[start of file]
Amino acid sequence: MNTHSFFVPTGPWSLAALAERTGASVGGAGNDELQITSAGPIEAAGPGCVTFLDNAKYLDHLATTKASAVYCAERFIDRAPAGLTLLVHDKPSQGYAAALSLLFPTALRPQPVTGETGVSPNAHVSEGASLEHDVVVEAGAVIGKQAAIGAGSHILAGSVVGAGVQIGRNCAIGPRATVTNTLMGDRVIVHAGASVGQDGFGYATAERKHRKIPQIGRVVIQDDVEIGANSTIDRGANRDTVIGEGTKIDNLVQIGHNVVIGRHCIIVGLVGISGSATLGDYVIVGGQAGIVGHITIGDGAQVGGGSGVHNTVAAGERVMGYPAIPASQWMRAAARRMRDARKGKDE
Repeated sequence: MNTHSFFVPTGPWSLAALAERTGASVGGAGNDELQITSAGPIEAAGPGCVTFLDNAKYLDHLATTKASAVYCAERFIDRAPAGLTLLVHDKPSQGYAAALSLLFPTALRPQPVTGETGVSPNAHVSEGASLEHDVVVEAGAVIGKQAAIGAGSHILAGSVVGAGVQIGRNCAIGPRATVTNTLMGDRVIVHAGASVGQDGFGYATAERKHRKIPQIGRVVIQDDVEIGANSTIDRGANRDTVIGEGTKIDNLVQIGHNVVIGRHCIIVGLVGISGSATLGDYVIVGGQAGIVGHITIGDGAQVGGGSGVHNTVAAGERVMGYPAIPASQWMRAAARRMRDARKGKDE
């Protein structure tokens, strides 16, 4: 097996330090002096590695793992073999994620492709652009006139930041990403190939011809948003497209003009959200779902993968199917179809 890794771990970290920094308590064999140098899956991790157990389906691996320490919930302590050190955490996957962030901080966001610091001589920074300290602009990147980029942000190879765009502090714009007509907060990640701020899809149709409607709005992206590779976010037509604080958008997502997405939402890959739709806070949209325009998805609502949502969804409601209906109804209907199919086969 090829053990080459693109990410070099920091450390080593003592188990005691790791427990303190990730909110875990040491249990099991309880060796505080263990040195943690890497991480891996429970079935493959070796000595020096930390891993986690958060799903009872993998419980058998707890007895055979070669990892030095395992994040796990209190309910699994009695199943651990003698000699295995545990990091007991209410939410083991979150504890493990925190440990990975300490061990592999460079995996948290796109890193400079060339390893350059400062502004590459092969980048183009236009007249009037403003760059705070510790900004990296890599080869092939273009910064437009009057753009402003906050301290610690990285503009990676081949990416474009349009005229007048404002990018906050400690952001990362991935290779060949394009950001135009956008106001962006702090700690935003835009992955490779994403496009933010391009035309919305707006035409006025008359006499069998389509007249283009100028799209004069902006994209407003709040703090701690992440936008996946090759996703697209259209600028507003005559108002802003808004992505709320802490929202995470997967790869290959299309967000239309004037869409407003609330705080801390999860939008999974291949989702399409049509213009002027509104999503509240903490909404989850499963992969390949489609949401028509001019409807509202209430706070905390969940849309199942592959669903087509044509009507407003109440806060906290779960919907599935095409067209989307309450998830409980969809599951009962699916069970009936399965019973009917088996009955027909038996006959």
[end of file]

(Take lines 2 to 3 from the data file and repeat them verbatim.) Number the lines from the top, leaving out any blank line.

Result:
Repeated sequence: MNTHSFFVPTGPWSLAALAERTGASVGGAGNDELQITSAGPIEAAGPGCVTFLDNAKYLDHLATTKASAVYCAERFIDRAPAGLTLLVHDKPSQGYAAALSLLFPTALRPQPVTGETGVSPNAHVSEGASLEHDVVVEAGAVIGKQAAIGAGSHILAGSVVGAGVQIGRNCAIGPRATVTNTLMGDRVIVHAGASVGQDGFGYATAERKHRKIPQIGRVVIQDDVEIGANSTIDRGANRDTVIGEGTKIDNLVQIGHNVVIGRHCIIVGLVGISGSATLGDYVIVGGQAGIVGHITIGDGAQVGGGSGVHNTVAAGERVMGYPAIPASQWMRAAARRMRDARKGKDE
């Protein structure tokens, strides 16, 4: 097996330090002096590695793992073999994620492709652009006139930041990403190939011809948003497209003009959200779902993968199917179809 890794771990970290920094308590064999140098899956991790157990389906691996320490919930302590050190955490996957962030901080966001610091001589920074300290602009990147980029942000190879765009502090714009007509907060990640701020899809149709409607709005992206590779976010037509604080958008997502997405939402890959739709806070949209325009998805609502949502969804409601209906109804209907199919086969 090829053990080459693109990410070099920091450390080593003592188990005691790791427990303190990730909110875990040491249990099991309880060796505080263990040195943690890497991480891996429970079935493959070796000595020096930390891993986690958060799903009872993998419980058998707890007895055979070669990892030095395992994040796990209190309910699994009695199943651990003698000699295995545990990091007991209410939410083991979150504890493990925190440990990975300490061990592999460079995996948290796109890193400079060339390893350059400062502004590459092969980048183009236009007249009037403003760059705070510790900004990296890599080869092939273009910064437009009057753009402003906050301290610690990285503009990676081949990416474009349009005229007048404002990018906050400690952001990362991935290779060949394009950001135009956008106001962006702090700690935003835009992955490779994403496009933010391009035309919305707006035409006025008359006499069998389509007249283009100028799209004069902006994209407003709040703090701690992440936008996946090759996703697209259209600028507003005559108002802003808004992505709320802490929202995470997967790869290959299309967000239309004037869409407003609330705080801390999860939008999974291949989702399409049509213009002027509104999503509240903490909404989850499963992969390949489609949401028509001019409807509202209430706070905390969940849309199942592959669903087509044509009507407003109440806060906290779960919907599935095409067209989307309450998830409980969809599951009962699916069970009936399965019973009917088996009955027909038996006959």